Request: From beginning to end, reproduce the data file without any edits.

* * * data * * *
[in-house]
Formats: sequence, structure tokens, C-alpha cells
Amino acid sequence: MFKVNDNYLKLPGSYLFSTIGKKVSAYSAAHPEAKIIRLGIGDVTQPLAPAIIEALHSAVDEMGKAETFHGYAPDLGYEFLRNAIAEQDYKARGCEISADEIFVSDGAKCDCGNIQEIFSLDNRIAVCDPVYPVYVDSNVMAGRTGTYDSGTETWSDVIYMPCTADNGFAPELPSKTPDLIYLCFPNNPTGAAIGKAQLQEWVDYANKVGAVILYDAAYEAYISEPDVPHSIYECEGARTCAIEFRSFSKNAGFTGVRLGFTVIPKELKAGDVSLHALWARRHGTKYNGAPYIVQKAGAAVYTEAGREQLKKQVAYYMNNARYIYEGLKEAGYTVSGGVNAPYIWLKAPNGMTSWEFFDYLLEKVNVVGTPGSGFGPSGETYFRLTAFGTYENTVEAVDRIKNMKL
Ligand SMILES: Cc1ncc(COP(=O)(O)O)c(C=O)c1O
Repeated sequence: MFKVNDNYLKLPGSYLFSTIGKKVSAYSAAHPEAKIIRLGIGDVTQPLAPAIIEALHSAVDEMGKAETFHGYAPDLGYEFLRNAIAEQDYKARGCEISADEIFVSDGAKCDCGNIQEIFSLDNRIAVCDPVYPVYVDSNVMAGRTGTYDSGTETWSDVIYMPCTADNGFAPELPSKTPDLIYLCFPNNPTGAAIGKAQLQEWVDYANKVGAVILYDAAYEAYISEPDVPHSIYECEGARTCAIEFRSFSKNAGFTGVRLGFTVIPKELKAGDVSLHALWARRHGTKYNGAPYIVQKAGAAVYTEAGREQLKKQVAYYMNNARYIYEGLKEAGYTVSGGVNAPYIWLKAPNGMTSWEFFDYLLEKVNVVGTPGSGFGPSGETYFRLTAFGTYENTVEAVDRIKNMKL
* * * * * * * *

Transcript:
[in-house]
Formats: sequence, structure tokens, C-alpha cells
Amino acid sequence: MFKVNDNYLKLPGSYLFSTIGKKVSAYSAAHPEAKIIRLGIGDVTQPLAPAIIEALHSAVDEMGKAETFHGYAPDLGYEFLRNAIAEQDYKARGCEISADEIFVSDGAKCDCGNIQEIFSLDNRIAVCDPVYPVYVDSNVMAGRTGTYDSGTETWSDVIYMPCTADNGFAPELPSKTPDLIYLCFPNNPTGAAIGKAQLQEWVDYANKVGAVILYDAAYEAYISEPDVPHSIYECEGARTCAIEFRSFSKNAGFTGVRLGFTVIPKELKAGDVSLHALWARRHGTKYNGAPYIVQKAGAAVYTEAGREQLKKQVAYYMNNARYIYEGLKEAGYTVSGGVNAPYIWLKAPNGMTSWEFFDYLLEKVNVVGTPGSGFGPSGETYFRLTAFGTYENTVEAVDRIKNMKL
Ligand SMILES: Cc1ncc(COP(=O)(O)O)c(C=O)c1O
Repeated sequence: MFKVNDNYLKLPGSYLFSTIGKKVSAYSAAHPEAKIIRLGIGDVTQPLAPAIIEALHSAVDEMGKAETFHGYAPDLGYEFLRNAIAEQDYKARGCEISADEIFVSDGAKCDCGNIQEIFSLDNRIAVCDPVYPVYVDSNVMAGRTGTYDSGTETWSDVIYMPCTADNGFAPELPSKTPDLIYLCFPNNPTGAAIGKAQLQEWVDYANKVGAVILYDAAYEAYISEPDVPHSIYECEGARTCAIEFRSFSKNAGFTGVRLGFTVIPKELKAGDVSLHALWARRHGTKYNGAPYIVQKAGAAVYTEAGREQLKKQVAYYMNNARYIYEGLKEAGYTVSGGVNAPYIWLKAPNGMTSWEFFDYLLEKVNVVGTPGSGFGPSGETYFRLTAFGTYENTVEAVDRIKNMKL